I feel like we don’t make it easy for people to like us. I think we’re a very polarizing band in that way. A lot of people might have actually liked us if we had seemed less pretentious or less theatrical. Like, you know, if they were stuck on a desert island with the records, they had no references, no concept of what we were about, it might be easier to like our albums if it was just the songs. I think when some people see the whole thing, the presentation and the way we are-- we aren’t the kind of band that just anyone can love.

It seems like of Montreal has built up a significant mythology, with so many albums, so many songs, etc.-- it’s a daunting discography. When you make a new album, are you conscious of the album’s place in your overall oeuvre?

We don’t really think about the past that much. Skeletal Lamping, that was a really major production. And on one level, we thought “Ok, should we keep on with this mythology we’ve created with these kind of characters”. But we realized that it’s more fun to just start from scratch and create something new, it’s more fun to do that and forget about all that older stuff.

So you don’t continuously shape songs over time until they are album-ready-- each album starts with a blank slate?

Yeah-- it’s kind of like starting a new chapter and it’s really exciting. It’s kind of sad but if a lot of time has passed after writing a song, I don’t really feel that excited about releasing it, even though I might have liked it a lot at the time, and can still sort of appreciate it. I have a pretty huge unreleased catalog-- and some might see the light of day, but I’d much rather work on something new, that’s what I’m all about.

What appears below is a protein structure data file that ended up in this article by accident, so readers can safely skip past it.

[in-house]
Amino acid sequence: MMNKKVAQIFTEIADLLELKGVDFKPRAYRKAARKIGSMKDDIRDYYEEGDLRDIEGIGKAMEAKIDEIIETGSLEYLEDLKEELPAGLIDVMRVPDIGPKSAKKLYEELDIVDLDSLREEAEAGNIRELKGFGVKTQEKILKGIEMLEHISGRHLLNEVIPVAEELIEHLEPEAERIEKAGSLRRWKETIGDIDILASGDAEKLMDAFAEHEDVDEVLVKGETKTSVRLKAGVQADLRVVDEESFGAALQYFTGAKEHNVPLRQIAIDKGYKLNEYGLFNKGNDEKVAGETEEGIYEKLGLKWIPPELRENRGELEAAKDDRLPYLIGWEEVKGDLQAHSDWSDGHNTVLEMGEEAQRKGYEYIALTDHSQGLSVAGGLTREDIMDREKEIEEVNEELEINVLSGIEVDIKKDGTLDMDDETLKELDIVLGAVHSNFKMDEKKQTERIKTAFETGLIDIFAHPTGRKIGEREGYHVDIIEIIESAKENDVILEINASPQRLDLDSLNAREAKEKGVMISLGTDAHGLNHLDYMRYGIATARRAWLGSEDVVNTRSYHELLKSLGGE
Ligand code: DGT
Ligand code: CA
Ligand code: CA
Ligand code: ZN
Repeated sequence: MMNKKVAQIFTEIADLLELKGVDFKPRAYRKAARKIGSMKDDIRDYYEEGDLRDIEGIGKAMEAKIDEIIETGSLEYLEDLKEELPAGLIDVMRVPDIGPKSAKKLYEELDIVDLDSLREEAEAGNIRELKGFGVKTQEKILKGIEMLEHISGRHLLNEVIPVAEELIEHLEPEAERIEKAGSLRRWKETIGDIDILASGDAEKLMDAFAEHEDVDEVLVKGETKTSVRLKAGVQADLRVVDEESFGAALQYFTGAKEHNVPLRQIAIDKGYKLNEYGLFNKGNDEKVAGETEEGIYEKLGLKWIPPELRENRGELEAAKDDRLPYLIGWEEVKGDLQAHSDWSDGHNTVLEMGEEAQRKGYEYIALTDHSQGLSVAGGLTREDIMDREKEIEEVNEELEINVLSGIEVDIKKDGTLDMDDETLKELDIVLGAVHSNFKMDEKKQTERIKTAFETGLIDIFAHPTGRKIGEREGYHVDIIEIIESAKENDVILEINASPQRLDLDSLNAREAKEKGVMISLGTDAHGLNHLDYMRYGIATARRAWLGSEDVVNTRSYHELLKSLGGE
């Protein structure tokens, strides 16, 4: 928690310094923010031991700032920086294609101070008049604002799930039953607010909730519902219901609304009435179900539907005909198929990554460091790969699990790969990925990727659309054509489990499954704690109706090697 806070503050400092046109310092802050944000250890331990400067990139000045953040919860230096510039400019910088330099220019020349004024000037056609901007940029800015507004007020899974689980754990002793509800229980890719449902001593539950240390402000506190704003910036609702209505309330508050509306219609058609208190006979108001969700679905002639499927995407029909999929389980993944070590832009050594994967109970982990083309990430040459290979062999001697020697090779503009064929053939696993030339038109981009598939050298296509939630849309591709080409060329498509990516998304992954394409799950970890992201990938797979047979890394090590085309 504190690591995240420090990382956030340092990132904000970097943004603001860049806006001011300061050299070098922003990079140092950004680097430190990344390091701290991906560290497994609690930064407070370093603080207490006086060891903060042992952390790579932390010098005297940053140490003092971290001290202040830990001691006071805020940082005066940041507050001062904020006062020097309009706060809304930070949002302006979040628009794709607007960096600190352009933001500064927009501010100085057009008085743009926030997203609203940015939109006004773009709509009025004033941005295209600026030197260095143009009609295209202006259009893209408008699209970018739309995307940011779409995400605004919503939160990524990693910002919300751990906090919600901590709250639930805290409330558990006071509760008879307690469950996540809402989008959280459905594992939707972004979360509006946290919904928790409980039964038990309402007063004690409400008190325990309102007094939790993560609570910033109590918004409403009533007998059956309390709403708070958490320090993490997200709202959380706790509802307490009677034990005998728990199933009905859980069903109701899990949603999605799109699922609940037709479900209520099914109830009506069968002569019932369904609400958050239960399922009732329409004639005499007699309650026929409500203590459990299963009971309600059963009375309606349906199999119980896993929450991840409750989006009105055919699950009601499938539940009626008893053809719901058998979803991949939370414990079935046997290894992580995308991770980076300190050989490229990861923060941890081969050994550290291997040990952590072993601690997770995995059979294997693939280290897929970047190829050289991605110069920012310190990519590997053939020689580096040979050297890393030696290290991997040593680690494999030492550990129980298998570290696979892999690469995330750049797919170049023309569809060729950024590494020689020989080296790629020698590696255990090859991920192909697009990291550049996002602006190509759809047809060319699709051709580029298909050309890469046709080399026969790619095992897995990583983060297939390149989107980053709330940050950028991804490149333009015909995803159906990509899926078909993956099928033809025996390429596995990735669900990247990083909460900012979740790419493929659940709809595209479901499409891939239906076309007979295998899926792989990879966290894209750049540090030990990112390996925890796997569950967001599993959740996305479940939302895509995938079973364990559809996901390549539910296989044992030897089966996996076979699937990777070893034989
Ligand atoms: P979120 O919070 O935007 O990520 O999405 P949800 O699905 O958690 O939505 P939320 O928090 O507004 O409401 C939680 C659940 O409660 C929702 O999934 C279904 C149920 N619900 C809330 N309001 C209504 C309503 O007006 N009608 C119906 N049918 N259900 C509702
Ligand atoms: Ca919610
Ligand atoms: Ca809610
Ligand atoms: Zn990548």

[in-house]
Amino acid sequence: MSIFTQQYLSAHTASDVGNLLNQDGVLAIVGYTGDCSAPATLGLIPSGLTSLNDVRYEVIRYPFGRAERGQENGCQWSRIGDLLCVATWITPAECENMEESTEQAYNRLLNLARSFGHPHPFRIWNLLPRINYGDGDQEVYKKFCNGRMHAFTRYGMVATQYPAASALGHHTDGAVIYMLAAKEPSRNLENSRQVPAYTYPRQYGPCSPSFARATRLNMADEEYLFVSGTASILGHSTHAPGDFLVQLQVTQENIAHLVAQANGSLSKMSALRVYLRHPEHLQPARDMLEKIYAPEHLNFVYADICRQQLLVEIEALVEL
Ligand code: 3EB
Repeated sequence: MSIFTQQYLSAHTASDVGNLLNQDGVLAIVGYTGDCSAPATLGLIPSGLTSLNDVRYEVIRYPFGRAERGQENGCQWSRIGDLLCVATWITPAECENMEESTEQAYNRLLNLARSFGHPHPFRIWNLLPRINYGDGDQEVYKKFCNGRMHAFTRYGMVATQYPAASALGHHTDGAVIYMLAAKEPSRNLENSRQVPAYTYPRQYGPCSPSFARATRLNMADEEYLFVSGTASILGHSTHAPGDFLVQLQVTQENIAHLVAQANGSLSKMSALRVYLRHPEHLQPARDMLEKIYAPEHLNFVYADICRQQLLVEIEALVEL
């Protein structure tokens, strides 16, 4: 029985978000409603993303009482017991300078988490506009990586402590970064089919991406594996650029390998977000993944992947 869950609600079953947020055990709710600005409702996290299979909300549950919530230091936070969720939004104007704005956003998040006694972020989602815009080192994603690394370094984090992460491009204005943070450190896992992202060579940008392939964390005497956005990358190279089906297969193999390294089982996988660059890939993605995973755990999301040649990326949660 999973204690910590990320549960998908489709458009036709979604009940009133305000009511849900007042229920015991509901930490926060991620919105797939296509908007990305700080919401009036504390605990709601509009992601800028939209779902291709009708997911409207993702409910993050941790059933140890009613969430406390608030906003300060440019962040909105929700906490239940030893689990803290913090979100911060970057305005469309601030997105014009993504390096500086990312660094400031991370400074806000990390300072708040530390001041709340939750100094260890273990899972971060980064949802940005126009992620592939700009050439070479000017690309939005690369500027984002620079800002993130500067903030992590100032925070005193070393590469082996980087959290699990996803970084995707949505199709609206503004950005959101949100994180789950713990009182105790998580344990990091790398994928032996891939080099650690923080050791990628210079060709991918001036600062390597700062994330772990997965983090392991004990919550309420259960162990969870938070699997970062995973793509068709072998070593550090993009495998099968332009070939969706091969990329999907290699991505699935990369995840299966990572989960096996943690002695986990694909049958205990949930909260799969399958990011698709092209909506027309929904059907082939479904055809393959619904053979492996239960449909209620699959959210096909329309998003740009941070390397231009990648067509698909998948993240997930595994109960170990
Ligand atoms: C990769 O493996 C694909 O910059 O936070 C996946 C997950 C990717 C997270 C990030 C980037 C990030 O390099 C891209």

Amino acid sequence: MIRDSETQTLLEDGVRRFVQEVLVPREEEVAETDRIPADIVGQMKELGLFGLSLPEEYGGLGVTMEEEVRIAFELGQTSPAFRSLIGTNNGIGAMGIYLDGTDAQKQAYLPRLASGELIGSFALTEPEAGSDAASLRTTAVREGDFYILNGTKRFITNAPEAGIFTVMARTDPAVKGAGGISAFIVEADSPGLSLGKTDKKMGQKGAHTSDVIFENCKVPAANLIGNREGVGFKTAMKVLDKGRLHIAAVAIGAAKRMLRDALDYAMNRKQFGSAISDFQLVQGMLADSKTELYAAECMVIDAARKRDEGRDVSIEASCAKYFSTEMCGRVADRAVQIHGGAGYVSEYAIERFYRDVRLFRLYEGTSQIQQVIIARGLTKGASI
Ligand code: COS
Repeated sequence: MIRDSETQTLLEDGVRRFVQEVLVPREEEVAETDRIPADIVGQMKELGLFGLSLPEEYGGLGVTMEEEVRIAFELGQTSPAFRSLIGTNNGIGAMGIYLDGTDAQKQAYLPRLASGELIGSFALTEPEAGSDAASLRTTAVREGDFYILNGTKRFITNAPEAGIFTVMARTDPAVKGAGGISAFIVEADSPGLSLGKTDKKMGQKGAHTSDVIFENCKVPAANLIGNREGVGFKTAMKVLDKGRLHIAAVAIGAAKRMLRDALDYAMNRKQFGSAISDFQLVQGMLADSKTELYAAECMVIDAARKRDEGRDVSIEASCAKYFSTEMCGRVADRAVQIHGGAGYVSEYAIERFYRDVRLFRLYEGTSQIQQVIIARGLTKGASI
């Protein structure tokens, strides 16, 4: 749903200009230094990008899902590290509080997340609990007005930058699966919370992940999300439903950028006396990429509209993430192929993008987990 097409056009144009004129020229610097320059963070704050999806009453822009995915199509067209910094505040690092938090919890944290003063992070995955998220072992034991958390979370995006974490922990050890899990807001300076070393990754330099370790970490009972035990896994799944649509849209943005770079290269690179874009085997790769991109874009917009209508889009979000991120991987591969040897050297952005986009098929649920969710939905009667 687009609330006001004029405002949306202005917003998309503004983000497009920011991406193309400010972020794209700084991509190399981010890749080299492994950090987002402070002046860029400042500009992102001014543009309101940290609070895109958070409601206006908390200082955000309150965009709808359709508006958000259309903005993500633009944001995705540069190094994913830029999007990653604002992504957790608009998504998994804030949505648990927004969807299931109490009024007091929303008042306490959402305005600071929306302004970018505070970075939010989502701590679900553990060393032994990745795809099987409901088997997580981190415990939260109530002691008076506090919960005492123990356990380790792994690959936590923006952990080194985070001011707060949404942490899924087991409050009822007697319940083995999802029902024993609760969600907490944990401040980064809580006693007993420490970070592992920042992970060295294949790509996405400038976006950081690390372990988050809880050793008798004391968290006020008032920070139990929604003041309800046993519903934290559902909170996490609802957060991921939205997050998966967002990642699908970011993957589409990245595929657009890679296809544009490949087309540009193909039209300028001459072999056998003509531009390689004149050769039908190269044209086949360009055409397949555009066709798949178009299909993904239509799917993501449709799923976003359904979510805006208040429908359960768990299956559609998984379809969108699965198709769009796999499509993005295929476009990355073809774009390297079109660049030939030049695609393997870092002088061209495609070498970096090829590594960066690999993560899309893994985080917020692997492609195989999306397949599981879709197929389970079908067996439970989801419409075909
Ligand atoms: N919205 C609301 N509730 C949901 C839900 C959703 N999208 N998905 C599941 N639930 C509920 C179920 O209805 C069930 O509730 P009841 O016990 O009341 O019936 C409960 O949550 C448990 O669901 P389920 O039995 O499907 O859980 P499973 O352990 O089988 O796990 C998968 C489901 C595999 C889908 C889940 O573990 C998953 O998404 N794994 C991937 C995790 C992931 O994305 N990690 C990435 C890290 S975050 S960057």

When you work on a new album, are you seeing it visually as well, like what the stage show will be like for each song, that sort of thing?

For this record, the things that Jon [Brion] was contributing were really cinematic, so I was thinking very visually right away. Because I think with Skeletal Lamping it was really a hodgepodge thrown together. There were a lot of ideas but they weren’t very refined. Like “ok, these pigs will come out on stage and then this man with a gas mask will come out on stage and gas them all and then a cowboy will come and shoot them all”, but it was all thrown together like a Benny Hill sketch.

With this production we’ve been talking about it, thinking about it, brainstorming it for three or four months now. It’s definitely been a more intricate process, coming up with visuals and theatricals with dancers for every song. We’ve really invested a lot of time to get it just so.

Jon Brion seems like a good fit for the new material, since it seems more cinematic as well, which ties in to his film score background.

It’s kind of funny the way the whole thing happened, maybe there was a kind of subliminal connection. I think the way that Jon connects to music is very visual, more visual than most people, especially with his soundtrack music. Like he tries to connect his music to the plot and the characters, like there’s so much secret information for everything that he writes when he writes for a film. Like when he did stuff for Little Miss Sunshine, he was using a lot of backwards sounds referencing the storyline and what the characters are going through. I think when he was writing his synth parts, he definitely added this very intense visual element.